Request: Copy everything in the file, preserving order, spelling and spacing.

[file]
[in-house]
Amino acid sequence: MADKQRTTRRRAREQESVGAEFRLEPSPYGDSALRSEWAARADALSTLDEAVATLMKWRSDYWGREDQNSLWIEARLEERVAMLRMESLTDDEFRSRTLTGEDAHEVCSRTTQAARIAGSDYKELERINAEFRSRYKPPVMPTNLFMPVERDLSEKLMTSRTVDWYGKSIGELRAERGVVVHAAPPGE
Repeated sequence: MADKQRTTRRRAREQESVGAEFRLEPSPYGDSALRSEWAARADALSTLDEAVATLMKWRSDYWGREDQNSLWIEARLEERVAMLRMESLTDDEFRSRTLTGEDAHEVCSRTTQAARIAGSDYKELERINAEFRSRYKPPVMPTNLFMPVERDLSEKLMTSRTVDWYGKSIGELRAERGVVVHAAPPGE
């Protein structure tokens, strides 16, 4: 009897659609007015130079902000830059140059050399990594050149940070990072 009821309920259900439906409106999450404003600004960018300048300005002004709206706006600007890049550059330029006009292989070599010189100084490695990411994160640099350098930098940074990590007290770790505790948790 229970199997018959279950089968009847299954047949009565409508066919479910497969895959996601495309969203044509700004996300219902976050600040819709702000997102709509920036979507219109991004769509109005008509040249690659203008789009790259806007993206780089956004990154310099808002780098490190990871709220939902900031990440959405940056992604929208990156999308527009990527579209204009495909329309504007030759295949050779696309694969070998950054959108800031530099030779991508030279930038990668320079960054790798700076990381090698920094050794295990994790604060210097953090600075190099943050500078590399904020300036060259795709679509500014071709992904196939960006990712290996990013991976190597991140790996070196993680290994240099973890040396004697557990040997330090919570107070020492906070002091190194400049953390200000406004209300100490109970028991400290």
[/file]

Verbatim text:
[in-house]
Amino acid sequence: MADKQRTTRRRAREQESVGAEFRLEPSPYGDSALRSEWAARADALSTLDEAVATLMKWRSDYWGREDQNSLWIEARLEERVAMLRMESLTDDEFRSRTLTGEDAHEVCSRTTQAARIAGSDYKELERINAEFRSRYKPPVMPTNLFMPVERDLSEKLMTSRTVDWYGKSIGELRAERGVVVHAAPPGE
Repeated sequence: MADKQRTTRRRAREQESVGAEFRLEPSPYGDSALRSEWAARADALSTLDEAVATLMKWRSDYWGREDQNSLWIEARLEERVAMLRMESLTDDEFRSRTLTGEDAHEVCSRTTQAARIAGSDYKELERINAEFRSRYKPPVMPTNLFMPVERDLSEKLMTSRTVDWYGKSIGELRAERGVVVHAAPPGE
């Protein structure tokens, strides 16, 4: 009897659609007015130079902000830059140059050399990594050149940070990072 009821309920259900439906409106999450404003600004960018300048300005002004709206706006600007890049550059330029006009292989070599010189100084490695990411994160640099350098930098940074990590007290770790505790948790 229970199997018959279950089968009847299954047949009565409508066919479910497969895959996601495309969203044509700004996300219902976050600040819709702000997102709509920036979507219109991004769509109005008509040249690659203008789009790259806007993206780089956004990154310099808002780098490190990871709220939902900031990440959405940056992604929208990156999308527009990527579209204009495909329309504007030759295949050779696309694969070998950054959108800031530099030779991508030279930038990668320079960054790798700076990381090698920094050794295990994790604060210097953090600075190099943050500078590399904020300036060259795709679509500014071709992904196939960006990712290996990013991976190597991140790996070196993680290994240099973890040396004697557990040997330090919570107070020492906070002091190194400049953390200000406004209300100490109970028991400290």